After not being officially diagnosed until the age of five or six, Jacob, now 13, has seen a psychiatrist and is now on medication to reduce his anxiety and help him sleep, but Kabir says the only truly affective treatment is support. The general need is communication and [counteracting] social deficits, she said.

According to The National Institutes of Health, while genetics definitely play a role in developing autism, environmental factors may also contribute. Although mainstream science disregards vaccinations as a cause, the National Autism Association feels that vaccinations have triggered autism in some cases.

Environmental factors that are thought to contribute include: pesticide exposure, pharmaceuticals, freeway proximity and limited prenatal vitamin intake. According to Live Science, a 40-year-old woman's risk of having an autistic child is 50 percent greater than that of woman between 25 and 29.

From a family standpoint, it's very difficult to raise a child with autism; they're so high-maintenance, Kabir said.

However, she explains that the extra parental attention is not the only stressor. You forget how important it is to have social relationships because your child isn't. I really thought we were isolated because Jacob was isolated.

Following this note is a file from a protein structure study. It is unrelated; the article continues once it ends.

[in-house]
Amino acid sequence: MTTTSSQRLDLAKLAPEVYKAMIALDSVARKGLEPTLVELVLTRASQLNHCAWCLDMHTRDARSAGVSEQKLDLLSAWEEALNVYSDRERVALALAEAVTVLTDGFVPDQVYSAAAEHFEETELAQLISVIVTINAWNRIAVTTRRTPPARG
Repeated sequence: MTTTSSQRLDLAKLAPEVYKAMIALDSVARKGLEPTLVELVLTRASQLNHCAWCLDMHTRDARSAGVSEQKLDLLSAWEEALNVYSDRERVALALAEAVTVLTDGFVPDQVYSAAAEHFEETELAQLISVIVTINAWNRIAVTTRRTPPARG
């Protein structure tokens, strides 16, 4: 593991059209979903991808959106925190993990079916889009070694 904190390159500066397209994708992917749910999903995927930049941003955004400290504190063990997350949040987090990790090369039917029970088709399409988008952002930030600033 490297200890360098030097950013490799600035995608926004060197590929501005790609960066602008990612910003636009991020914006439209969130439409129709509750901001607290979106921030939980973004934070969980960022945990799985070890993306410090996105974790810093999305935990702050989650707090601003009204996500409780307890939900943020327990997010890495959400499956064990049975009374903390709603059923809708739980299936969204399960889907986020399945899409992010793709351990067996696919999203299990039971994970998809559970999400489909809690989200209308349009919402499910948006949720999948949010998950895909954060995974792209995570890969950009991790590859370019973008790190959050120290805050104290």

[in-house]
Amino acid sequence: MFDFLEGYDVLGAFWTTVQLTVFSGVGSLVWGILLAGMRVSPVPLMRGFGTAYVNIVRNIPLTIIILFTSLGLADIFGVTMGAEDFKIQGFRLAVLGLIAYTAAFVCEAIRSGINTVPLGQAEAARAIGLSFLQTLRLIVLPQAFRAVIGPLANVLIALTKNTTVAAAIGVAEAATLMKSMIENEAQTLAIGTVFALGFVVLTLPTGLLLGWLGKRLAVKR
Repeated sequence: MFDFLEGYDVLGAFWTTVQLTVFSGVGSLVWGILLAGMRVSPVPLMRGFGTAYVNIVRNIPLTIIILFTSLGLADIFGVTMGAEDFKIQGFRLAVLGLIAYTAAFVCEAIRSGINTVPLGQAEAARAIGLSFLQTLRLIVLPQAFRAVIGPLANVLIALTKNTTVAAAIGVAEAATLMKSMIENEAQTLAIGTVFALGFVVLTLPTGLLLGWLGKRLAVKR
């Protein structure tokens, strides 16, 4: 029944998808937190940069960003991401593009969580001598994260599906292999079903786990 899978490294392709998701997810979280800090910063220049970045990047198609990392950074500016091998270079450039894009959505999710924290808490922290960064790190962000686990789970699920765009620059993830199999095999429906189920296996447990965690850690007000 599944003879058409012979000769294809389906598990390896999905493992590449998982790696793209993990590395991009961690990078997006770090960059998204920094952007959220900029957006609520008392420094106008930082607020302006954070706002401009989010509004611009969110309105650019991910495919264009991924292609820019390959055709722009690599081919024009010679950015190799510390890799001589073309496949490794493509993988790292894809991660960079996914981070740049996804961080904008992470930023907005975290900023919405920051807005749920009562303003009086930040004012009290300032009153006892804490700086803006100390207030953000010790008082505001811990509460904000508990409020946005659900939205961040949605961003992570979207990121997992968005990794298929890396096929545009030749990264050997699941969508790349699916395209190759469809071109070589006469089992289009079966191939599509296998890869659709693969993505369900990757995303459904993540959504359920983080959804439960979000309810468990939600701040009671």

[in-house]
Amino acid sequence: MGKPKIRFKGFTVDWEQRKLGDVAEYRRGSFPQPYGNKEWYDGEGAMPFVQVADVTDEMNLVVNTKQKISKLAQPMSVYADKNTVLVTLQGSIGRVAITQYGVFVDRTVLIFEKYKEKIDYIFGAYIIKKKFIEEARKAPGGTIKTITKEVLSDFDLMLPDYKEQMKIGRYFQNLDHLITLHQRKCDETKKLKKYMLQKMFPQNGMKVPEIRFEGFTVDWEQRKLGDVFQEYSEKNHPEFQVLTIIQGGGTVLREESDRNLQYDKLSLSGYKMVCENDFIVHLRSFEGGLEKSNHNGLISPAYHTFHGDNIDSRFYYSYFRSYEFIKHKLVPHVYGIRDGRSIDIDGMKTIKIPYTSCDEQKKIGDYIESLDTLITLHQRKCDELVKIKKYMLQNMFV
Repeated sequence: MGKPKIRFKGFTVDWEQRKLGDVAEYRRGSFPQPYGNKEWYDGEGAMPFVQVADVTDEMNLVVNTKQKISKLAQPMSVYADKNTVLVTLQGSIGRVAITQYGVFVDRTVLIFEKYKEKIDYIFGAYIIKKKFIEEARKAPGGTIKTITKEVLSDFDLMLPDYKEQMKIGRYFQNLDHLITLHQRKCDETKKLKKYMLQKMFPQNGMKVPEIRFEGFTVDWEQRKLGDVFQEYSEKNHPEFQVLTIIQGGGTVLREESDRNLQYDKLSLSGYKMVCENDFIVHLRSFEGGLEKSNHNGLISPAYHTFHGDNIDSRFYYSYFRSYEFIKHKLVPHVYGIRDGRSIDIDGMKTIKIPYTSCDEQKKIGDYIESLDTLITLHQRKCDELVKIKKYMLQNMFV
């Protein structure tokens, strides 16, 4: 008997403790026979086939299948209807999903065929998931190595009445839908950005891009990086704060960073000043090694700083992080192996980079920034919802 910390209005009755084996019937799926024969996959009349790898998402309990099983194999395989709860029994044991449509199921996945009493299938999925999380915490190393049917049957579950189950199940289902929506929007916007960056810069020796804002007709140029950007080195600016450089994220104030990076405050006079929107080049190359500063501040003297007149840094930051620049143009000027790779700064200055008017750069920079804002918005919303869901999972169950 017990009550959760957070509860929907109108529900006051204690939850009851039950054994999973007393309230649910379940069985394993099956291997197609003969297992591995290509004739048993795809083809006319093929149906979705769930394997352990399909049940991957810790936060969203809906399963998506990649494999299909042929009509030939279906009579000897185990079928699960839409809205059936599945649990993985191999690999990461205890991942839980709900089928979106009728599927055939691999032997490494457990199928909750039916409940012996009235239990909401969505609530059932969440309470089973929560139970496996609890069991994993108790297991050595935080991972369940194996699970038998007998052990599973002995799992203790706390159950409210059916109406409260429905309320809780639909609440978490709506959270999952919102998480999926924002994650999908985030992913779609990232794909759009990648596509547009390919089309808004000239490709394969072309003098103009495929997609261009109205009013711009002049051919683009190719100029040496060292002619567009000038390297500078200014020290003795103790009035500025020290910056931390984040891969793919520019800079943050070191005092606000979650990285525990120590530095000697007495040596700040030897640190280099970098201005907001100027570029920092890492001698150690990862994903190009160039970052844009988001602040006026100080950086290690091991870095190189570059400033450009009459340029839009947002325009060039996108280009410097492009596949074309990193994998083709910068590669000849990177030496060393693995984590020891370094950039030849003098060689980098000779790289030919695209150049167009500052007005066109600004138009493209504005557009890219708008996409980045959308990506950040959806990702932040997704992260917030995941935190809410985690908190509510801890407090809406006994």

Kabir explained that many children with autism are home schooled because of their struggles to be social. Jacob goes to a private school, but it is not specifically for children with developmental issues.

Maybe it would have been better for him to be around children like him, because he recognizes that he is different and it's hard for him to make friends, Kabir said.

An enlightened, supportive school environment is as important as a home one--and not necessarily easy to find, as a recent story of a 10-year-old autistic boy at a New Jersey elementary school highlights. The story grabbed national attention April 26, when it came to light that he had been allegedly bullied by a teacher and aide. Akian Chaifetz's father, Stuart, put a recording device on his son and captured audio of staff in his class calling him names and laughing at him. According to MSNBC, at least one classroom aide lost her job, but the teacher, Kelly Altenburg, was transferred to another school.

The Associated Press found nine similar cases across the nation since 2003. Parents of special needs children have recorded teachers using various insults toward their children and in one case, a bus driver threatened to slap one child. The National Autism Association reported that in a 2009 survey on bullying, 65 percent of parents reported that their children with bio-neurological developmental disabilities had been victimized by peers in some way within the past year.

Despite the struggles faced by those with autism and their families, as more awareness and research is focused on the condition, things are bound to improve. Funding has increased over the years and autism research currently receives $169 million annually. And despite the challenges of life with autism, says Kabir, I feel like they're going to change the world; they're so smart and kind.